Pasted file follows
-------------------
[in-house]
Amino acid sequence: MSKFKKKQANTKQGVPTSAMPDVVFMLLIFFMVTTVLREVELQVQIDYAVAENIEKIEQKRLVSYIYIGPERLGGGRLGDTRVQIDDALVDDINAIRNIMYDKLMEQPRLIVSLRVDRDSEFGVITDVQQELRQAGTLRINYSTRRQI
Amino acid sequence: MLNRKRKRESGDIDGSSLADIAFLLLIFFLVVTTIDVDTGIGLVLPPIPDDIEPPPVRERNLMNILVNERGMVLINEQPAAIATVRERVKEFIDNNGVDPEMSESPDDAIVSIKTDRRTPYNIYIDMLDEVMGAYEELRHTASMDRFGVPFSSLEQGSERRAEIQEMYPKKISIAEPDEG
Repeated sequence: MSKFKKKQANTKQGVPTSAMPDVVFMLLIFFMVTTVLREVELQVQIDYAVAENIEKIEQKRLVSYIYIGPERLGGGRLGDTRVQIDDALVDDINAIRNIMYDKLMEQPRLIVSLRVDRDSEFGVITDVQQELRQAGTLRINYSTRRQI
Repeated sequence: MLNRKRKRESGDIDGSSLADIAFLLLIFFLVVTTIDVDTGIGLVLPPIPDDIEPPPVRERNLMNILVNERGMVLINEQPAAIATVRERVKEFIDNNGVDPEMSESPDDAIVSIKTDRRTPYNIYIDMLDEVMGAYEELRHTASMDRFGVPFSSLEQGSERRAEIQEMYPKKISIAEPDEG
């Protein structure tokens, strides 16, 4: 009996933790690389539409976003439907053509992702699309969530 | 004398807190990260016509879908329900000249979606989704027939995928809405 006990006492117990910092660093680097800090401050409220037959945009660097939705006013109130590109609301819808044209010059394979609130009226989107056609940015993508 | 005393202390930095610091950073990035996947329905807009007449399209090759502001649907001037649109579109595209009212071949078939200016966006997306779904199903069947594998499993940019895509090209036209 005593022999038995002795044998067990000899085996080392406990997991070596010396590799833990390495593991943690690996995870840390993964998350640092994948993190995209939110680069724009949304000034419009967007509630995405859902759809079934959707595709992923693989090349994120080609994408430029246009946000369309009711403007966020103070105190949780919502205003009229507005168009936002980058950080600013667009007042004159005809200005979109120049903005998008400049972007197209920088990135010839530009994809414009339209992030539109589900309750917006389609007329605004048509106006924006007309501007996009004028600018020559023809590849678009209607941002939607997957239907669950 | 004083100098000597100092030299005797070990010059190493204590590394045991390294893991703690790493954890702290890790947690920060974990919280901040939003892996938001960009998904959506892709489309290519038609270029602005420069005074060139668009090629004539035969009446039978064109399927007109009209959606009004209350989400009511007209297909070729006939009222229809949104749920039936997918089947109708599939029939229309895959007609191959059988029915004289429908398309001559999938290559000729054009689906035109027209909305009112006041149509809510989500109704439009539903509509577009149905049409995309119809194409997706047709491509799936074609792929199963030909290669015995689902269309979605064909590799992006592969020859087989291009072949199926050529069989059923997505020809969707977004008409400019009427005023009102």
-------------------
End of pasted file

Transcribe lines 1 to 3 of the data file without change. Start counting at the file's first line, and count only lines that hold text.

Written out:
[in-house]
Amino acid sequence: MSKFKKKQANTKQGVPTSAMPDVVFMLLIFFMVTTVLREVELQVQIDYAVAENIEKIEQKRLVSYIYIGPERLGGGRLGDTRVQIDDALVDDINAIRNIMYDKLMEQPRLIVSLRVDRDSEFGVITDVQQELRQAGTLRINYSTRRQI
Amino acid sequence: MLNRKRKRESGDIDGSSLADIAFLLLIFFLVVTTIDVDTGIGLVLPPIPDDIEPPPVRERNLMNILVNERGMVLINEQPAAIATVRERVKEFIDNNGVDPEMSESPDDAIVSIKTDRRTPYNIYIDMLDEVMGAYEELRHTASMDRFGVPFSSLEQGSERRAEIQEMYPKKISIAEPDEG